I've gotten really lucky in that the last three books I've read have all been seriously awesome. Since our local English language bookstore doesn't have much of a selection of non academic works, I often have to buy whatever is there, which can mean long periods of average or below average fiction.
So, since these three books all rock I figured I might as well plug them for whomever is interested.
The first two are Stephen Baxter's books, Flood and Ark.
Flood: The first in the series, it's guaranteed to piss off both climate change people and anti climate change people. It argues that climate change is happening, but not for the reasons we think it is. It takes place in the near future and spends it's time showing us humanity falling apart. Disaster porn at it's finest with a bunch of interesting characters.
Ark: Don't know if "sequel" is the right word for this. It takes place in the same world as Flood, but starts thirty years before Flood ends. In Flood we get to see people reacting to events as they happen. In Ark we see many of the same events, but we see people who are actively working for a solution rather than being completely reactive. This gives a lot more depth to the experience. It does end roughly 70 years after Flood ends. This one is not disaster porn at all. It's hard science fiction and explores what would happen after a disaster. The interesting thing is that it has a lot of faith in humanity. Only the people who lived before the events in Flood happen give a shit about the events of Flood. Their children have never known a world that is any different then the one they were born into and simply adapt in interesting ways and are baffled that the old folks give a shit about things like cities and electricity. As long as you can swim and eat fish and fuck, who cares? Why would you want anything else?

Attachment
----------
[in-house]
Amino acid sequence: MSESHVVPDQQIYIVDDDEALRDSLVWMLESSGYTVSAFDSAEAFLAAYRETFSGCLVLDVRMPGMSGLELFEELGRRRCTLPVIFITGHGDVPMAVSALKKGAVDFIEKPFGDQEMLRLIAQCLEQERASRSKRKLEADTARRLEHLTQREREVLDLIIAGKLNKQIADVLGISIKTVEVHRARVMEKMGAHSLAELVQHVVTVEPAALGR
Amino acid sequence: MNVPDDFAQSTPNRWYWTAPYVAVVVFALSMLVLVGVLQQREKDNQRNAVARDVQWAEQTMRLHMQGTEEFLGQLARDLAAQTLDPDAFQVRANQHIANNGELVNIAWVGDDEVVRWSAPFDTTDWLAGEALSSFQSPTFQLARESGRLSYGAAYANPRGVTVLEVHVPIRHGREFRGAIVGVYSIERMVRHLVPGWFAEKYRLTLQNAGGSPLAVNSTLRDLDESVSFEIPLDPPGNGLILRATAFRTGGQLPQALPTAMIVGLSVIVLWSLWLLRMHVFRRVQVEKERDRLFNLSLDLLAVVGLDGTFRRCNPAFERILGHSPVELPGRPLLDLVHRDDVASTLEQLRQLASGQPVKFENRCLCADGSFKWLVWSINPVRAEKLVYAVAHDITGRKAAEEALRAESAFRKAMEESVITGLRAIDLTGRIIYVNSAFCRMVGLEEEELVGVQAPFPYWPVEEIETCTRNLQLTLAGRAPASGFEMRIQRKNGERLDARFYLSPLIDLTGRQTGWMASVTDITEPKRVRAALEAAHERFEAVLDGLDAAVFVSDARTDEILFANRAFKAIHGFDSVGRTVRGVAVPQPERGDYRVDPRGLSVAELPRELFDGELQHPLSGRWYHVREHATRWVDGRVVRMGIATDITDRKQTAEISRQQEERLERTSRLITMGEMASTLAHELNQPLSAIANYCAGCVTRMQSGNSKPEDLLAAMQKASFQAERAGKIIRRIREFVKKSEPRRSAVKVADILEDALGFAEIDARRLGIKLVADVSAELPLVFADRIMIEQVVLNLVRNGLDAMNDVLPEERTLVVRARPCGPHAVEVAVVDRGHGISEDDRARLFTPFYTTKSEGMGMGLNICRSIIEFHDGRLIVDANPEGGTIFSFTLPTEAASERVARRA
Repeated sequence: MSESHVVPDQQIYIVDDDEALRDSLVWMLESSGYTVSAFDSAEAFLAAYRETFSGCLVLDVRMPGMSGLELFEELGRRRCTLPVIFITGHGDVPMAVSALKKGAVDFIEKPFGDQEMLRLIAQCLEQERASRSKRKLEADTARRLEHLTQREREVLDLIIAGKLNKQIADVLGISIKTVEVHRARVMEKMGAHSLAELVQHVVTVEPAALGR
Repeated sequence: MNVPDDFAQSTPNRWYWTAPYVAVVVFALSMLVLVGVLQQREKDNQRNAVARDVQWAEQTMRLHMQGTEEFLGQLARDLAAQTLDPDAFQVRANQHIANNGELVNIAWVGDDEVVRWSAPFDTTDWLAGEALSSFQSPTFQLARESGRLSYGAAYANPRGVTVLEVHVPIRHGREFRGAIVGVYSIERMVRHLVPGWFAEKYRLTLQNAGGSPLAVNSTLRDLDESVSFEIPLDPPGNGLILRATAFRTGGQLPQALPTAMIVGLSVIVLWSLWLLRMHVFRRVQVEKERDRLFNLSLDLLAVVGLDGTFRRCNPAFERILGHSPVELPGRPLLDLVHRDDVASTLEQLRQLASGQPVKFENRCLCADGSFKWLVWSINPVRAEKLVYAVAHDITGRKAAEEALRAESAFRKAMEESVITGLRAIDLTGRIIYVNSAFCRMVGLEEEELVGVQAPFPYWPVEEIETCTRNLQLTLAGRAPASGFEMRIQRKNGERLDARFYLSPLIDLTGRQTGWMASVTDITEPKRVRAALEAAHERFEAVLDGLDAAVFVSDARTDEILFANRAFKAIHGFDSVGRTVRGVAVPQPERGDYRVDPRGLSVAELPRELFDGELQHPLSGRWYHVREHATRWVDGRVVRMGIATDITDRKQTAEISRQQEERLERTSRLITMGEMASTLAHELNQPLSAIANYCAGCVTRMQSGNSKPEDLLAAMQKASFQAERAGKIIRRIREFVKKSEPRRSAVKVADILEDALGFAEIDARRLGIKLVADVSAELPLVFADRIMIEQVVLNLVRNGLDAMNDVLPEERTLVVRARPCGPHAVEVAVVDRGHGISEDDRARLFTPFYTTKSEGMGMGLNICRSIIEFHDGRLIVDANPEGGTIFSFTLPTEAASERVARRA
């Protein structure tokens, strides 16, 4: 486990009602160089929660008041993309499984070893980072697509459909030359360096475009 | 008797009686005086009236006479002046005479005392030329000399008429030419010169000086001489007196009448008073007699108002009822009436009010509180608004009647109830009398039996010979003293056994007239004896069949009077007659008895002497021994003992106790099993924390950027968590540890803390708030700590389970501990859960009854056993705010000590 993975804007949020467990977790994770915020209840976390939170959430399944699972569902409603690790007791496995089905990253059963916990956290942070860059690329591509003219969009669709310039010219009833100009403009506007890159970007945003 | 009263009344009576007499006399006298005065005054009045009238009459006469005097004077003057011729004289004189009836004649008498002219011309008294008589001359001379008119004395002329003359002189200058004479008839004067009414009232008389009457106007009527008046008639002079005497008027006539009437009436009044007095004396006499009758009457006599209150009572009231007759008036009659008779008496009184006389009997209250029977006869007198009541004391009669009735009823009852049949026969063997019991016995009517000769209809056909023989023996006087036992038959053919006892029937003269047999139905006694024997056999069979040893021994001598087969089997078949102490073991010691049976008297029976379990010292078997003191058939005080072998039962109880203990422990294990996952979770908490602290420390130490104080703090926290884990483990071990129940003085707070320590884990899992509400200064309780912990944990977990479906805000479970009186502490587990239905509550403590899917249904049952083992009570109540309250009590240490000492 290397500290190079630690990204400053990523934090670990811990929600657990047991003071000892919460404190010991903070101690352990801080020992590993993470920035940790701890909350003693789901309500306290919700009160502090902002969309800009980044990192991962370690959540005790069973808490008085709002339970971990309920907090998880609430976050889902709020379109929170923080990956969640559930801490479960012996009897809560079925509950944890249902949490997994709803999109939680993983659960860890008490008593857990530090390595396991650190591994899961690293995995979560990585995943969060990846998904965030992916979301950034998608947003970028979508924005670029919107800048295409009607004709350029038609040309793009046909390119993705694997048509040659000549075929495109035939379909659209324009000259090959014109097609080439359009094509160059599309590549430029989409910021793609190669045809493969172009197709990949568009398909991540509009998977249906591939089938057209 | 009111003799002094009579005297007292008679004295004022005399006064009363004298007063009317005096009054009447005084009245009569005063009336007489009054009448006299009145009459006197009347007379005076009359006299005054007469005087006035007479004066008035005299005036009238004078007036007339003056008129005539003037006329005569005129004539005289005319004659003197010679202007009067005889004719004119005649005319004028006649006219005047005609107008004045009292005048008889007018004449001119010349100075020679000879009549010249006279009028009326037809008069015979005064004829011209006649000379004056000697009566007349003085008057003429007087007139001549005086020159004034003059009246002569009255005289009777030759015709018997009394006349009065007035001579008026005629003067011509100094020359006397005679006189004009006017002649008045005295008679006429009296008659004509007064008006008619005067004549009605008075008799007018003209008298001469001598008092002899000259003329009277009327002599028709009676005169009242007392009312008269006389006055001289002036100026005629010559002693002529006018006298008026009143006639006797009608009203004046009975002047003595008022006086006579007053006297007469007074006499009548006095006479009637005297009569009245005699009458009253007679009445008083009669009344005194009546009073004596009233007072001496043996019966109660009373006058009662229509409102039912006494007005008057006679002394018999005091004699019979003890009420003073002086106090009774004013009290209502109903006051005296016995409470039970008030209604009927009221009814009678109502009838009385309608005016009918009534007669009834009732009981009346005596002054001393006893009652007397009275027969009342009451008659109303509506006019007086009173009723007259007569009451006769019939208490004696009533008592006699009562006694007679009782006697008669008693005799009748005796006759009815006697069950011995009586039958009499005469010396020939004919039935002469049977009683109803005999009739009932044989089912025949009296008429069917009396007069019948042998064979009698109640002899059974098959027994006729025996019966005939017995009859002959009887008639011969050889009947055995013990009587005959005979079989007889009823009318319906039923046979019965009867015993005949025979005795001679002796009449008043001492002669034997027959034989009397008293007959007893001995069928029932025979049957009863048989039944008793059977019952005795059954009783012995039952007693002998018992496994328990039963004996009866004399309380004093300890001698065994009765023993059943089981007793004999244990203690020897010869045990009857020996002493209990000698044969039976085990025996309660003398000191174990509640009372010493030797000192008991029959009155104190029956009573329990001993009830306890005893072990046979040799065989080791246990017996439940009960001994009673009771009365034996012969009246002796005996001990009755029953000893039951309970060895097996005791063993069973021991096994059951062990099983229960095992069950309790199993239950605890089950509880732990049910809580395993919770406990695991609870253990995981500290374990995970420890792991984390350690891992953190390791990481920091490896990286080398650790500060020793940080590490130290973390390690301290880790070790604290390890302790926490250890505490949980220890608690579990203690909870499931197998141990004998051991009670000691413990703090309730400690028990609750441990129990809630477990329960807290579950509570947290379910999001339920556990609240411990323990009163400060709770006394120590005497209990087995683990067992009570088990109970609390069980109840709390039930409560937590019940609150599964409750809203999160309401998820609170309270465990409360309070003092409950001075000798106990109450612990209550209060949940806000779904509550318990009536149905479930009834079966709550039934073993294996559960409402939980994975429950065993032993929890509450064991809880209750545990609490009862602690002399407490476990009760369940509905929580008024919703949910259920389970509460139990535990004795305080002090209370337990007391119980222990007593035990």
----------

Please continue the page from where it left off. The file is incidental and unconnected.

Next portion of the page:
The third, obviously, is Life by Keith Richards.
The genius of this is that it turns the standard autobiography on it's head. In most autobiographies the dude tries to justify his or her actions and put a positive spin on things. Keith doesn't have any interest in that. At times he's the coolest guy in the world, at other times he's the biggest asshole ever. He just kind of puts it out there without apology. It's also the only autobiography of a junkie where they don't try to justify their addictions by a tragic childhood or other drama. He pretty much straight out says drugs and booze are fun and that's why he does them. Of course there is a lot of what I call "addict logic" in here, because he is an addict. He brags about being "clean" for instance during a 15 year period when he's still doing three grams of cocaine and a bottle of Jack Daniel's a day. Any addict will tell you that switching from one drug (in this case heroin) to another drug (whiskey and cocaine) does not make you "clean." Keith hasn't learned that lesson. Still, it's fascinating to discover how all these great songs were written, to learn about post war Britain and to get a glimpse of what it's like inside the brain of someone who is a genius, a really sensitive guy and a raging asshole all at the same time.